Rosin-Tech: What Do The Labs Have To Say?


As Rosin-tech sweeps the United States of Dabs, leaving every stoner’s buds flat and their sisters flummoxed as to why their hair smells like pot after straightening out their curls, HIGH TIMES has collected enough samples in its Cannabis Cups to make some real determinations about what rosin really has to offer. Sit down, squish a few buds and check out what science has to say about the rosin you know and dab.

For those who may not be familiar with rosin, don’t worry; the concept of rosin is much simpler to explain and understand than butane hash oil, or of course, super-critical fluid extraction hash oil. Rosin-tech involves the use of a hair-straightener to press cannabis oil right out of a bud or piece of hash stuck in a piece of folded parchment paper. Heat and pressure melt and push the oil right out of its natural location, the trichome. To really get a feel for the original rosin technique, check out this step-by-step.

Rosin quickly gained popularity for its ability to turn less-than 5 Star dry-sift into pristine, full-melt dabs at an acceptable yield. In California people are practically wading in hash deemed by the connoisseurs to be less than desirable, yet the real crème-de-la-crème is so volatile it pretty much dabs itself. California’s abundance of hash is coupled with its abundance of flower, and it didn’t take long for even the first rosin-maker to put a nug between some parchment paper and squish it (I’m talking about a timeframe of minutes).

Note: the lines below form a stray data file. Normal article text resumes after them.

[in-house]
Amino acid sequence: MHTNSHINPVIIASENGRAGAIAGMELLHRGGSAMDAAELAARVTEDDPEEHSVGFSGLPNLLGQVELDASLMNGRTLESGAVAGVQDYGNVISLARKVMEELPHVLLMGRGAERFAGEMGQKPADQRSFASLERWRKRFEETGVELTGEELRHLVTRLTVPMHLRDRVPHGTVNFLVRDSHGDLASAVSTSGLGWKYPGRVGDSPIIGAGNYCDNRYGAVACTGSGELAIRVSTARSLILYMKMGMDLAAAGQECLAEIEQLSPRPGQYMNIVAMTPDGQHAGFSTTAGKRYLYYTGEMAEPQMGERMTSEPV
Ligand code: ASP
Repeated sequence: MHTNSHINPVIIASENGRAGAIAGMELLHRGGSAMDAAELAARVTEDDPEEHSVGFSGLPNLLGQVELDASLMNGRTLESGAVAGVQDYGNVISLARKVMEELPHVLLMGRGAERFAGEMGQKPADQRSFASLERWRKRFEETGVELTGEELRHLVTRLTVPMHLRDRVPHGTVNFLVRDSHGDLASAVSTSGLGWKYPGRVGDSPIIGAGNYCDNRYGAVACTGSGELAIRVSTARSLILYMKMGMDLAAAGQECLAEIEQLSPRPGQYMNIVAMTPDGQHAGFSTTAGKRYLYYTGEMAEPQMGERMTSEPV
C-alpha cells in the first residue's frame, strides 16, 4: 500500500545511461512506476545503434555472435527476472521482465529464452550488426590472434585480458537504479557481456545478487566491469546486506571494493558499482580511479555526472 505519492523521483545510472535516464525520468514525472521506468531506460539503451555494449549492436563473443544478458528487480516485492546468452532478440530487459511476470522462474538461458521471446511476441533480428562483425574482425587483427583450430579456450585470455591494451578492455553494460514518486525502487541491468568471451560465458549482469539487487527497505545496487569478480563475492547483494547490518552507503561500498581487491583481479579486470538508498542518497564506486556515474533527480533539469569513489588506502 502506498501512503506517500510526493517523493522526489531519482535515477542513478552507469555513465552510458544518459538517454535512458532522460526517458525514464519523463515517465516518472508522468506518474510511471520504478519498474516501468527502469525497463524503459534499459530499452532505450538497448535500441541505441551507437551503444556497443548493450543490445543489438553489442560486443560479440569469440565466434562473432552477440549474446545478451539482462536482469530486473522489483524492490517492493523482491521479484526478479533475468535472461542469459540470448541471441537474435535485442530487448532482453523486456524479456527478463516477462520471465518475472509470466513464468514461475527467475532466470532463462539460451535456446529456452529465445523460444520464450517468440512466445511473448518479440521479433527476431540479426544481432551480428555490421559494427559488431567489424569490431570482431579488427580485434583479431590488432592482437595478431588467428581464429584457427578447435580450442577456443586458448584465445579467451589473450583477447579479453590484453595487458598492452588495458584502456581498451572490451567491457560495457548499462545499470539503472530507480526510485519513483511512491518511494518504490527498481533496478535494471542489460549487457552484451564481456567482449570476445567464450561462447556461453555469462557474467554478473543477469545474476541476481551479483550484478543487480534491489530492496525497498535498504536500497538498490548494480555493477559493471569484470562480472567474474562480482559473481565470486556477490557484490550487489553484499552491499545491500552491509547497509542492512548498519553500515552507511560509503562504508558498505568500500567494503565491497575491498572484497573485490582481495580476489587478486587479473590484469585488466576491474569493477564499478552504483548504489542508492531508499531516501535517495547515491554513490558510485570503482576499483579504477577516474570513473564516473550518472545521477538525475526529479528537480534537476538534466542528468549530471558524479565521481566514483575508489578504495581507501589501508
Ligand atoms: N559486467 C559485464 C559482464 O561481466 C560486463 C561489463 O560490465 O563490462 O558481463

Between the past few Cannabis Cups, HIGH TIMES has amassed a sizeable sample pool of rosin entries. Rosin averaged with an average THCTOTAL content of 76 percent. For comparison, other non-solvent hashes (bubble or dry-sift) from the same Cups average at 69 percent THCTOTAL, while BHO dabs averaged at 75 percent.

When it comes to terpenes, rosin entries had an average of 0.66 percent terpenoids by mass. Other non-solvent hashes average at 0.75 percent terpenoids, and solvent-extracted oil took the cake with 0.77 percent.

We know what you’re thinking about the 0.77 percent average of the BHO terps: one (or a few) of those solvent-extracted entries are reconstituted with outside terpenes (cannabis or not), inflating the average. You’d be wrong thinking that, all the entries were laid out on a table to observe any outliers and assure they didn’t skew the average. As it turns out, no outliers existed and all of them were perfectly compliant with Cannabis Cup rules and regulations.

To measure the amount of decarboxylated THC, I devised the “decarboxylation percentage,” defined as the percentage THC / percentage THCA multiplied by 100. BHO entries had an average of 2.7 percent (for example, a median entry has 2.1 percent THC and 85.5 percent THC). Non-solvent hashes had an average of 6.6 percent, and rosin had an average of 19.3 percent, significantly higher than that of the other two methods.

Obviously, the heat involved in pressing the rosin decarboxylates some of the THC, although it’s interesting to note that these decarboxylation percentages improved as time went on, people got better at making rosin!

By using more pressure and less heat, extract artists have been able to make rosin with a higher ratio of THCA to THC, why is this better? THCA is a solid, THC is a runny, sticky oil. Extracts with lower percent decarboxylation handle much more easily, giving a more manageable and desirable product.

All in all, rosin has incredible lab results given the simplicity of the method. For all you home extract artists, you don’t need a closed-loop system and a static-free room with an air-exchange per minute to make good oil safely. Heck, you don’t even really need a professionally made rosin press, just grab some parchment paper and the cheapest hair straightener you can find and you’ll be making dabs on dabs.

photo: Lochfoot 

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